Related: 10 Bathroom Trends You Might Regret

Mosaic or Bright Tile

Avoid bright color tile

Brightly colored tile or mosaic kitchen backsplashes and bathroom shower surrounds are undeniably eye-catching. If you have no intention of moving soon, feel free to dive headfirst into this of-the-moment trend. If, however, you think you might put your house on the market within the next year or two, listen to this warning from Hosking-Cartland: “Resist the urge to use trendy colored or mosaic-patterned tile on a kitchen backsplash or shower wall or floor. Not every buyer will like the color or pattern you select. Neutral tile selections help potential buyers imagine how their own color and style preferences will coordinate with the other elements in a kitchen or bath.”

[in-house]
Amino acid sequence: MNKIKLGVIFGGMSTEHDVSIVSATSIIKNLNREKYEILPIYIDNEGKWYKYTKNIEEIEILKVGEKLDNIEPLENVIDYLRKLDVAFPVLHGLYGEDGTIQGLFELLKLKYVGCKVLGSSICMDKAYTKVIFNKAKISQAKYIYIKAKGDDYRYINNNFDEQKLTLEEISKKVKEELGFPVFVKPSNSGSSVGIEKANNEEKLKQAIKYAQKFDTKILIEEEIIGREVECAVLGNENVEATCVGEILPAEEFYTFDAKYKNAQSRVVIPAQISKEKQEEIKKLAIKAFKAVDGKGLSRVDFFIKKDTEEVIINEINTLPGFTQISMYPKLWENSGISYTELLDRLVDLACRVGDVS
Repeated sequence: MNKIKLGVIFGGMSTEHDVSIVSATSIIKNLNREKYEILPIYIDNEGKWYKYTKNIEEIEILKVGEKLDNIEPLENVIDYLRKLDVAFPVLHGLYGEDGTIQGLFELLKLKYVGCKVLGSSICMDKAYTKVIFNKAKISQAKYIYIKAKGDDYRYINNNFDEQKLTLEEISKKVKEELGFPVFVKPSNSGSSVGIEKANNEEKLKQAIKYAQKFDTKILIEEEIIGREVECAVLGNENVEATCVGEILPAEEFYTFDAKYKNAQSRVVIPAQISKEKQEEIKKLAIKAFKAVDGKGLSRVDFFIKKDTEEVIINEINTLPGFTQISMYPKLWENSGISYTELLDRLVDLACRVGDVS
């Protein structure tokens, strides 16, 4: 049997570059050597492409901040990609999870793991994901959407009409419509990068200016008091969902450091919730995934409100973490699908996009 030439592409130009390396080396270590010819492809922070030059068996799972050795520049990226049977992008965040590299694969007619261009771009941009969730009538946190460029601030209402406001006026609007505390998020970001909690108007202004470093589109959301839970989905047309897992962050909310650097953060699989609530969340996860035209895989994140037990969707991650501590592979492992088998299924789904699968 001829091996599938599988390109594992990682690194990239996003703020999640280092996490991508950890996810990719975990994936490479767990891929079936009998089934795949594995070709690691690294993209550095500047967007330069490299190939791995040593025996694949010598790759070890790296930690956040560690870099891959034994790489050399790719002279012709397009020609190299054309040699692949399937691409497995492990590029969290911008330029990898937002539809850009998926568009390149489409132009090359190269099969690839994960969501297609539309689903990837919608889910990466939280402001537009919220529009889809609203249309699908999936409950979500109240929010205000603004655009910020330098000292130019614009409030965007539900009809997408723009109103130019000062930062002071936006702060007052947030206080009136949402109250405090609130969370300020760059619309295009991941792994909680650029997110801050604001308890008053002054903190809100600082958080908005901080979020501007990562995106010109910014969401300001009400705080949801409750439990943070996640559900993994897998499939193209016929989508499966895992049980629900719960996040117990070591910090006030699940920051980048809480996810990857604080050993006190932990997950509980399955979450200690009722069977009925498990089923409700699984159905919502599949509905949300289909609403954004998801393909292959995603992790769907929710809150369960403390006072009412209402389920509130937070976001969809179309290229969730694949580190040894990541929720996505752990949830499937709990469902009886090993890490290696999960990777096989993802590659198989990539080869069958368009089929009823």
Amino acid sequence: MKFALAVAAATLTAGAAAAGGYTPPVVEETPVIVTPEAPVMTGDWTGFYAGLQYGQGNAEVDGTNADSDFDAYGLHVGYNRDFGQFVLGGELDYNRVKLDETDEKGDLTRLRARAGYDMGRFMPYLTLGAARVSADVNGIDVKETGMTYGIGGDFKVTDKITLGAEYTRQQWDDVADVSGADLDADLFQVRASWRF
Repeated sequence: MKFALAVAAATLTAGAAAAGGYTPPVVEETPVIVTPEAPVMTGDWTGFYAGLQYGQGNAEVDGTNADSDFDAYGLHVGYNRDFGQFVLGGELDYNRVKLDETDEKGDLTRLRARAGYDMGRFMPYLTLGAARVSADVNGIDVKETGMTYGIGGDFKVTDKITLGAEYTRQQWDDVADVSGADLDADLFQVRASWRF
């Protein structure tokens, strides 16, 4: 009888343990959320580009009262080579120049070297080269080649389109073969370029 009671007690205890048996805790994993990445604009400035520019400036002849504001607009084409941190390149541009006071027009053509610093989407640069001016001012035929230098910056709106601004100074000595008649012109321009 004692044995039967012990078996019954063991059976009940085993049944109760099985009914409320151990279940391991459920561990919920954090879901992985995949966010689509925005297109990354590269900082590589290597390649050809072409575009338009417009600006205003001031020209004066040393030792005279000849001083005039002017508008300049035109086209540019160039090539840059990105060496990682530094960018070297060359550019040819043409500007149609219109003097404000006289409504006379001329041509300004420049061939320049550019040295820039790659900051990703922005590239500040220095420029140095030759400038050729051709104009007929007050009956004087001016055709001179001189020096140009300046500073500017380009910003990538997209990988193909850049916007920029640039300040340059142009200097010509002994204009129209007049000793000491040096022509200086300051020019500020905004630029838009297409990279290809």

Hard-to-Use Electronics

Avoid hard to use electronics

Whether it’s a complex, built-in sound system, a kitchen filled with genius-smart appliances and outlets, an overly complicated security system, or advanced lighting controls, if it takes a hefty manual and a series of lessons to understand how to use it, it’s likely to scare away potential buyers.

Bright Kitchen Cabinets

Avoid bright kitchen cabinets

Although Hanback notes that painted cabinets are a current trend, “If the cabinets are painted a color that is overly bright, such as cobalt blue or bright red, there is a good chance that a potential buyer will be dissuaded by the thought of the expense, time, and inconvenience involved in painting the cabinets a more neutral hue.”

Related: 12 Kitchen Trends You Might Regret

High-Maintenance Landscaping

Avoid high-maintenance landscaping

Gardening is one of the most popular hobbies in the country, and many homeowners love to spend a free afternoon deadheading, watering, or just admiring their flowers. But there are also many people who are intimidated by lavish landscaping, or simply prefer to spend their time elsewhere, so it’s best to stick with lovely but easy garden choices when preparing your home for sale.

Related: 50 Plants That Thrive in Any Yard

High-End Kitchen Appliances